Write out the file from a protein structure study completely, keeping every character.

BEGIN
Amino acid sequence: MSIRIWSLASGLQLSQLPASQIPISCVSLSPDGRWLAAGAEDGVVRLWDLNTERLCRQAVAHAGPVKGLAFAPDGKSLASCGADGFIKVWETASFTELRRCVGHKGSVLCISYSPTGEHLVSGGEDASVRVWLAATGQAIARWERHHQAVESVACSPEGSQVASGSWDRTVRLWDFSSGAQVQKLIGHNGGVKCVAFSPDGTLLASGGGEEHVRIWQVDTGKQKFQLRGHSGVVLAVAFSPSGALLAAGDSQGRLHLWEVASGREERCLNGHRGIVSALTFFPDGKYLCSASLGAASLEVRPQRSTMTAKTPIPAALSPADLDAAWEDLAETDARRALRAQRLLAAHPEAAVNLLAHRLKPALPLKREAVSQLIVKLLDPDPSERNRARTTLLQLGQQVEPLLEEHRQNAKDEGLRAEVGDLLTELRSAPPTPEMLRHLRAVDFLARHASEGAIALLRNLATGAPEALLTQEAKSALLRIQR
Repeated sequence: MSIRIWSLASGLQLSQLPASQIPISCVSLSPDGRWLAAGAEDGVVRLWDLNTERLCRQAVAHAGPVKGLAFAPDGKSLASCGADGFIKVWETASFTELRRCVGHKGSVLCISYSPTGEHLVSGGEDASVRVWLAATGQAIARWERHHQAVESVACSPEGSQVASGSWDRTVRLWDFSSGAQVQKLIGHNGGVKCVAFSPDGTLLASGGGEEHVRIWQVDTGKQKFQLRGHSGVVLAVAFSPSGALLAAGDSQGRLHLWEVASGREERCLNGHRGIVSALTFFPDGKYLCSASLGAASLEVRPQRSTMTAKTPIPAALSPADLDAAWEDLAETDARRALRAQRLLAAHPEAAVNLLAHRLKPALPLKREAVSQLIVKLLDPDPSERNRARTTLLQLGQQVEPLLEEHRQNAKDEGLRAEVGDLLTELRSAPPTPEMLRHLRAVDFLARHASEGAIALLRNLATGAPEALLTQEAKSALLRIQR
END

Amino acid sequence: MSIRIWSLASGLQLSQLPASQIPISCVSLSPDGRWLAAGAEDGVVRLWDLNTERLCRQAVAHAGPVKGLAFAPDGKSLASCGADGFIKVWETASFTELRRCVGHKGSVLCISYSPTGEHLVSGGEDASVRVWLAATGQAIARWERHHQAVESVACSPEGSQVASGSWDRTVRLWDFSSGAQVQKLIGHNGGVKCVAFSPDGTLLASGGGEEHVRIWQVDTGKQKFQLRGHSGVVLAVAFSPSGALLAAGDSQGRLHLWEVASGREERCLNGHRGIVSALTFFPDGKYLCSASLGAASLEVRPQRSTMTAKTPIPAALSPADLDAAWEDLAETDARRALRAQRLLAAHPEAAVNLLAHRLKPALPLKREAVSQLIVKLLDPDPSERNRARTTLLQLGQQVEPLLEEHRQNAKDEGLRAEVGDLLTELRSAPPTPEMLRHLRAVDFLARHASEGAIALLRNLATGAPEALLTQEAKSALLRIQR
Repeated sequence: MSIRIWSLASGLQLSQLPASQIPISCVSLSPDGRWLAAGAEDGVVRLWDLNTERLCRQAVAHAGPVKGLAFAPDGKSLASCGADGFIKVWETASFTELRRCVGHKGSVLCISYSPTGEHLVSGGEDASVRVWLAATGQAIARWERHHQAVESVACSPEGSQVASGSWDRTVRLWDFSSGAQVQKLIGHNGGVKCVAFSPDGTLLASGGGEEHVRIWQVDTGKQKFQLRGHSGVVLAVAFSPSGALLAAGDSQGRLHLWEVASGREERCLNGHRGIVSALTFFPDGKYLCSASLGAASLEVRPQRSTMTAKTPIPAALSPADLDAAWEDLAETDARRALRAQRLLAAHPEAAVNLLAHRLKPALPLKREAVSQLIVKLLDPDPSERNRARTTLLQLGQQVEPLLEEHRQNAKDEGLRAEVGDLLTELRSAPPTPEMLRHLRAVDFLARHASEGAIALLRNLATGAPEALLTQEAKSALLRIQR